Featured Music: Wednesday, June 25, 2003
A D V E R T I S E M E N T
A D V E R T I S E M E N T
Killer or Filler?

A new batch of local (rap) c.d.’s for the grill.

By ANTHONY MARIANI

The thought of Christmas in July sends an earthquake of joy through my lower lumbar region. Imagine my spasmodic delight (and my mouth a-covered in viscous fluid) when I walked into the office a few weeks ago and saw not one but four (!) local rap c.d.’s in my mailbox. The beauty is that even though this paper doesn’t circulate in the communities that generate most of our local rap, some rhyme-makers felt inspired, likely by a recent cover story on the Fort Worth rap phenomenon, to momentarily stop popping caps in one another’s asses, go to the post office, and snail-mail some c.d.’s my way. More rhymed stories about sticking nine-millimeter pistols down other people’s throats and smoking Indo — from really nice guys (in person) — is certainly my idea of jingling all the way. The lesson here is: When making your list and checking it twice, never forget your friendly neighborhood rock critic; the guy whose grasp of the English language is unparalleled by any other writer within two feet of him and whose predilection for hair metal is manifest in the various metal-band tour shirts enveloping his torso regularly and whose deepest wish is to talk sassy to at least one mischievous handyman — that guy. He almost makes you wanna get up off your ass and join a band.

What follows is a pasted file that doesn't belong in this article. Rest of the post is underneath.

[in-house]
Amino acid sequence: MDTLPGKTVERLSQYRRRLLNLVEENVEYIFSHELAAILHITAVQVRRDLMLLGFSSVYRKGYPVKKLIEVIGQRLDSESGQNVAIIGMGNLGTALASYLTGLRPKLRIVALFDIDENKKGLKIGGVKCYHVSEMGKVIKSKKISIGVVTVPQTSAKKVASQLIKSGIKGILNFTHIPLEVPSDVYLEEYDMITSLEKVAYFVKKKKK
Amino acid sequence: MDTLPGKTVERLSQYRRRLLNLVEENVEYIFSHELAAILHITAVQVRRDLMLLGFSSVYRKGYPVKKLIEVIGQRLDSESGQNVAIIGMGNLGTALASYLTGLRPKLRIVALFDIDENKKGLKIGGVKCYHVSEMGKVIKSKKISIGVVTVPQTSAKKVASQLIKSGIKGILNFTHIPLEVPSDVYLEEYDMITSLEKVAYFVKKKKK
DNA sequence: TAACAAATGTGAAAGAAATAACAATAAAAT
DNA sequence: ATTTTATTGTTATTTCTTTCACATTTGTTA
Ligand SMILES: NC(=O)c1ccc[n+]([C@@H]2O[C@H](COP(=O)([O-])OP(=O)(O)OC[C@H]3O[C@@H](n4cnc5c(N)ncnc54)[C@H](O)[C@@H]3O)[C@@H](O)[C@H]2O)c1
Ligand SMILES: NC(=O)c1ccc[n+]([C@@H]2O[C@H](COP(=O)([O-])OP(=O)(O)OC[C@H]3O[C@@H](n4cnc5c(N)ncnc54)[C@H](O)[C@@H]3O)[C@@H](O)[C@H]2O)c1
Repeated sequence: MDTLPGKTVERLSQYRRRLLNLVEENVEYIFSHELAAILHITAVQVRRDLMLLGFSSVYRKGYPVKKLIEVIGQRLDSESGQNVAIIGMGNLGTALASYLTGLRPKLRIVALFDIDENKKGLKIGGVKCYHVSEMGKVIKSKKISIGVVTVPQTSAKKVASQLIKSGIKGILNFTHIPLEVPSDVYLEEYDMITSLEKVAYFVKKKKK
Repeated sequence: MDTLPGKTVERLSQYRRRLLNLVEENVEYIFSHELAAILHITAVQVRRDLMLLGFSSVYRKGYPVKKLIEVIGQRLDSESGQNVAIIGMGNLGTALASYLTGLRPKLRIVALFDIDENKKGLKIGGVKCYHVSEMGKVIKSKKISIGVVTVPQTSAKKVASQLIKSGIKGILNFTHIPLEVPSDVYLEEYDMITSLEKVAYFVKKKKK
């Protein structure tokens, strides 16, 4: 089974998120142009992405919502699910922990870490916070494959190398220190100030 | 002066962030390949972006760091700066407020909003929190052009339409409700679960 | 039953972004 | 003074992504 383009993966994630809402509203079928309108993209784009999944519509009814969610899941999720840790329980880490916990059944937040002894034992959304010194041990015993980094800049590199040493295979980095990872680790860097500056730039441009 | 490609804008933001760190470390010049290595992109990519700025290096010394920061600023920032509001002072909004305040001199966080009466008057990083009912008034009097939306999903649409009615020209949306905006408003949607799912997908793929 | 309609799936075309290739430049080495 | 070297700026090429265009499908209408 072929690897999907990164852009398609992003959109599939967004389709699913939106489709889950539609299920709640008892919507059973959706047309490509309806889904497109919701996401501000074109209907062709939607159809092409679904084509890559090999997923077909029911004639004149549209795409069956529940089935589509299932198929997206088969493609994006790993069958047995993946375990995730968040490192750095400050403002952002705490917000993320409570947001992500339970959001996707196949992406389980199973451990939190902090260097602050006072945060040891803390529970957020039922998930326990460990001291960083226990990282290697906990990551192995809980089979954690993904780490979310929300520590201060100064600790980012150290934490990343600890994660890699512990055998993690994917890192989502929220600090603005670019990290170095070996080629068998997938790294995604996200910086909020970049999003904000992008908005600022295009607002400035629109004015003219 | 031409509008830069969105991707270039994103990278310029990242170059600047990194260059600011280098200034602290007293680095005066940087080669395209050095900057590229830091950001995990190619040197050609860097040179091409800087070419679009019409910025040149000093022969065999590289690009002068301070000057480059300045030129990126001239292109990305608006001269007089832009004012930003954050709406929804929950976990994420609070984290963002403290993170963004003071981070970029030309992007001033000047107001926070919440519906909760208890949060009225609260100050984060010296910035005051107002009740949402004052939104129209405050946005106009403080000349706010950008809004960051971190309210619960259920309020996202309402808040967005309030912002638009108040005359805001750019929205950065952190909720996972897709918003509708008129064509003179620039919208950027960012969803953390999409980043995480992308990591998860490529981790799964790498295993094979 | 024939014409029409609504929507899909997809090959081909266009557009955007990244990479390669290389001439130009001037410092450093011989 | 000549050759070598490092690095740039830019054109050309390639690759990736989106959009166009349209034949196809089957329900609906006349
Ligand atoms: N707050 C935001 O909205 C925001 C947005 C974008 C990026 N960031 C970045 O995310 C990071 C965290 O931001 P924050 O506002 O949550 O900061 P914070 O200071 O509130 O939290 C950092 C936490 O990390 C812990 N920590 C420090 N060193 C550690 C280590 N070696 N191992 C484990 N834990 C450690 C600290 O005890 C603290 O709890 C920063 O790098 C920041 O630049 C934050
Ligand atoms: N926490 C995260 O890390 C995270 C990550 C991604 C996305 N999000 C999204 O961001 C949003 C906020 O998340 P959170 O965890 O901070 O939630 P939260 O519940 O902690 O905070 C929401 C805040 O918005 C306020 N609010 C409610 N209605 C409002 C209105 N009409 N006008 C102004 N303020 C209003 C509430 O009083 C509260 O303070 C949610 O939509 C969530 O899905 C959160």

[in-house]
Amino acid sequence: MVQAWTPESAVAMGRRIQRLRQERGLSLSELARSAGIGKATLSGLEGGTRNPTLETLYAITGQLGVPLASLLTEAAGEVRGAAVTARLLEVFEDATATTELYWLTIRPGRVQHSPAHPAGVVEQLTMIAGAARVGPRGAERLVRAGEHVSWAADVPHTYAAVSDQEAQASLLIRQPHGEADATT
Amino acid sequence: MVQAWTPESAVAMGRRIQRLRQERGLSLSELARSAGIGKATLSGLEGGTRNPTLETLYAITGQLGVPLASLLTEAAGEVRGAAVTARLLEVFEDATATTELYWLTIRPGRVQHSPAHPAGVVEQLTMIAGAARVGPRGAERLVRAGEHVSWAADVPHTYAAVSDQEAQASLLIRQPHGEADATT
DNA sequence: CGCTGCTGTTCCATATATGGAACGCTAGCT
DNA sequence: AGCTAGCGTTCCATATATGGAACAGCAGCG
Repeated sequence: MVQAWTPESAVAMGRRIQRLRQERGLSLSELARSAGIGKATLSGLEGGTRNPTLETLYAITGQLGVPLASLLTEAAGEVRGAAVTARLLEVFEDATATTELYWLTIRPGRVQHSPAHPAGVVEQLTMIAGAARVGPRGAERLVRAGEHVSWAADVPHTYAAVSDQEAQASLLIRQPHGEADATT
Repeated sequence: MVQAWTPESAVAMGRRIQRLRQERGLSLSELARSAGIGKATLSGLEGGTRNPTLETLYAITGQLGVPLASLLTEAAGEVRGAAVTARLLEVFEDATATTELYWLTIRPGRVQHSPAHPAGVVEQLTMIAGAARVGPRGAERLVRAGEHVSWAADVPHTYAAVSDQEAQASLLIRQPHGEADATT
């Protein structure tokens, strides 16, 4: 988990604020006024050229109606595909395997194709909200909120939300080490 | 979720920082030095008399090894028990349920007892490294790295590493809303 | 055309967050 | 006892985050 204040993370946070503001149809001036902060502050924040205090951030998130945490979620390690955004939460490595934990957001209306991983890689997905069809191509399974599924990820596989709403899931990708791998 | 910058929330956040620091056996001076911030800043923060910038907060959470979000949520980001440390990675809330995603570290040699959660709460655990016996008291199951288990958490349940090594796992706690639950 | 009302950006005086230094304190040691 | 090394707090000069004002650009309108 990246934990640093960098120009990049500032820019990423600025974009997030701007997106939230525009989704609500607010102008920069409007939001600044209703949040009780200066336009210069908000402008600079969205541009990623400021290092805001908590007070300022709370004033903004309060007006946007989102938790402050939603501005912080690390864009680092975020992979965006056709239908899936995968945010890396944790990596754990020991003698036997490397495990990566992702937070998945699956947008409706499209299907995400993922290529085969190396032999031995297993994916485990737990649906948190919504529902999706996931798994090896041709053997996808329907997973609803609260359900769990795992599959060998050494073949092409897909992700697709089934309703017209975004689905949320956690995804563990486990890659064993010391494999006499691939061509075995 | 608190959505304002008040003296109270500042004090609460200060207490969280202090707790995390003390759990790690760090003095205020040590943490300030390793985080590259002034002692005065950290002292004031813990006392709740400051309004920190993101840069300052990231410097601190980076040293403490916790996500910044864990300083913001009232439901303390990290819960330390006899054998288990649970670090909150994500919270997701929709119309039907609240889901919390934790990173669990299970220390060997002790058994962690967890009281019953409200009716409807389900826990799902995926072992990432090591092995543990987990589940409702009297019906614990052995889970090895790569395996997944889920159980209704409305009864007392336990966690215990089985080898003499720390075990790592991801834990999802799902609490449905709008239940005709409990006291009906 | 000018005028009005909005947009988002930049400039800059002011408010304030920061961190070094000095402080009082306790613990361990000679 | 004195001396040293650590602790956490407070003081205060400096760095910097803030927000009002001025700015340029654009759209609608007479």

Another lesson is: Listen to rap before you actually go and cut a rap record. Two of the aforementioned four were so gawd-awful that this writer had to reacquaint himself with the glorious days of rap (circa 1988), just to orient himself long enough to be able to scribble some notes pertaining to said two pieces of crap-rap. (A sample gem: “Sounds sohhhh much not like EPMD or Rakim. Grade: F.”) Then I thought about the ramifications of publishing harsh criticism toward the handiwork of harsh men and promptly destroyed any evidence of surliness on my part. (The truth is: I’ll never kick a person while he’s down. I talk shit on artists who can take my shit, turn it into aluminum foil, and twist it into the shape of a swan.)

Like I said: These folks probably can’t find our paper, anyway.

From Here to the Internist’s

Here’s a guy-girl team that bills itself as “Eternal Thugs.” Now I’m not really sure whether the name means that they’re thugs for life or that they’re thugs from the great beyond. Never matter. The music is gangsta — the way No Limit and Cash Money know it. It’s so over-the-top that it’s almost redemptive. Like a fine wine swilled by a fine wino, it’s to and of itself.